None of the players who spoke to the media admitted to reading or hearing the texts or voicemails Incognito is alleged to have sent. The players said they had been off enjoying a few off days following Thursday night's win against Cincinnati.
But everyone in locker room Monday knew it was not a normal start to the week. Miami will play at Tampa Bay next Monday night.
"Obviously, there's like 2,000 (media people) in here right now -- that's the only thing really affecting us, that we can't even get dressed," receiver Mike Wallace said. "Besides that, I'm good. I'm ready to move on and look forward to this Monday night game."
Players expressed support for both Martin and Incognito, two men whose lockers looked as if they were still with the team.
"I love Richie, man," Wallace said. "I personally think he's a great guy. He's an intense guy -- everybody knows that. I don't feel like he did anything he wouldn't do on a regular basis. I don't think he was out of hand, I think he just being Richie."
Incognito was one of six players who composed the Dolphins leadership committee.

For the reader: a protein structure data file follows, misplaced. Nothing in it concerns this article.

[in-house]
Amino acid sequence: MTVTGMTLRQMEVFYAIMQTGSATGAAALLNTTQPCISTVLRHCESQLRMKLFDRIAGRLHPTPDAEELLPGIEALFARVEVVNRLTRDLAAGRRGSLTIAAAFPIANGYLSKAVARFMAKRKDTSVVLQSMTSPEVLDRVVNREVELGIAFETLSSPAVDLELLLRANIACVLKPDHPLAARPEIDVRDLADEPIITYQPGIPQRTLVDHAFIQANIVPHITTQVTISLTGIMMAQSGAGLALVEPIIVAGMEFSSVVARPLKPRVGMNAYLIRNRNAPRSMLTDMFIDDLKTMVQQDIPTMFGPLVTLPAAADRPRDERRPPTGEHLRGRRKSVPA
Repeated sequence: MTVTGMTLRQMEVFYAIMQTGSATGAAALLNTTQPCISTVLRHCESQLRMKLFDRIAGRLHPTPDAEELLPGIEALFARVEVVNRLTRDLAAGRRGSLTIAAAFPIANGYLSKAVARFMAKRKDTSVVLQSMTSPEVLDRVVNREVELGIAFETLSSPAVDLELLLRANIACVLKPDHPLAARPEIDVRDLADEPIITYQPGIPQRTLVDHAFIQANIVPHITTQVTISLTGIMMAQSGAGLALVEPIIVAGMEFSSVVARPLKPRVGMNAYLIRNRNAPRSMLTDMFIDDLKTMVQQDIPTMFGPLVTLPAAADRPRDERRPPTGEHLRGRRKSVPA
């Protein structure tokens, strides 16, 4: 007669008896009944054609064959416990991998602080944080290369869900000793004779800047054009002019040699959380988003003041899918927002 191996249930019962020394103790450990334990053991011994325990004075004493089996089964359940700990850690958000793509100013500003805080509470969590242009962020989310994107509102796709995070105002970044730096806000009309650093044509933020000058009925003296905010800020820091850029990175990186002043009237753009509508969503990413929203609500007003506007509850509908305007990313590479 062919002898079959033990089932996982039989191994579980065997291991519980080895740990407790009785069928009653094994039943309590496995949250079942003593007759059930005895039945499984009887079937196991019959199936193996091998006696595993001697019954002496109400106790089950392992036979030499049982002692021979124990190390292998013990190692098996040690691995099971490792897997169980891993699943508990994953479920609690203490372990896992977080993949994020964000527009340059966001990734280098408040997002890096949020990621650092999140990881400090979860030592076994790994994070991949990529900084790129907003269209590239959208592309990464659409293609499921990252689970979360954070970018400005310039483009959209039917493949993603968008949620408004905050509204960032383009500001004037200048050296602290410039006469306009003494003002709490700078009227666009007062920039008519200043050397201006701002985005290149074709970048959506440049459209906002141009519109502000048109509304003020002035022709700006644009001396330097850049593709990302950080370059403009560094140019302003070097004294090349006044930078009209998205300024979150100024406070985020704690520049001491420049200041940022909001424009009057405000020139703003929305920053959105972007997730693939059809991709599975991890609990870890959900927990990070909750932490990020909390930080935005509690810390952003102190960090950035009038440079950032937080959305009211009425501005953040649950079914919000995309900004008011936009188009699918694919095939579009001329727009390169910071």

"I played with him a few years, and he's a helluva football player," Wake said. "He never had a problem with me, but you have to ask every guy individually, and again, I can't speak for anybody else."
"I don't look at him as being a racist or anything like that," said left tackle Bryant McKinnie, acquired from Baltimore on Oct. 21. "It could have been in a joking manner, I don't know how it was delivered or received."
The tone of comments about Martin were more offering concern.
"You never know what somebody's going through," Wallace said, "so I'm not going to jump to conclusions and judge him. Me personally, I'm fine with him."
Odrick was asked if Martin would be welcomed back.
"I hope everything he's going through gets cleared up and he's able to continue his career," Odrick said. "That people are able to continue their careers the way they want to and everything is cleared up. I hope the best for everybody."
Several players said they hadn't realized there was a problem between the two linemen, who played next to each other on the line's left side for the first six games this season.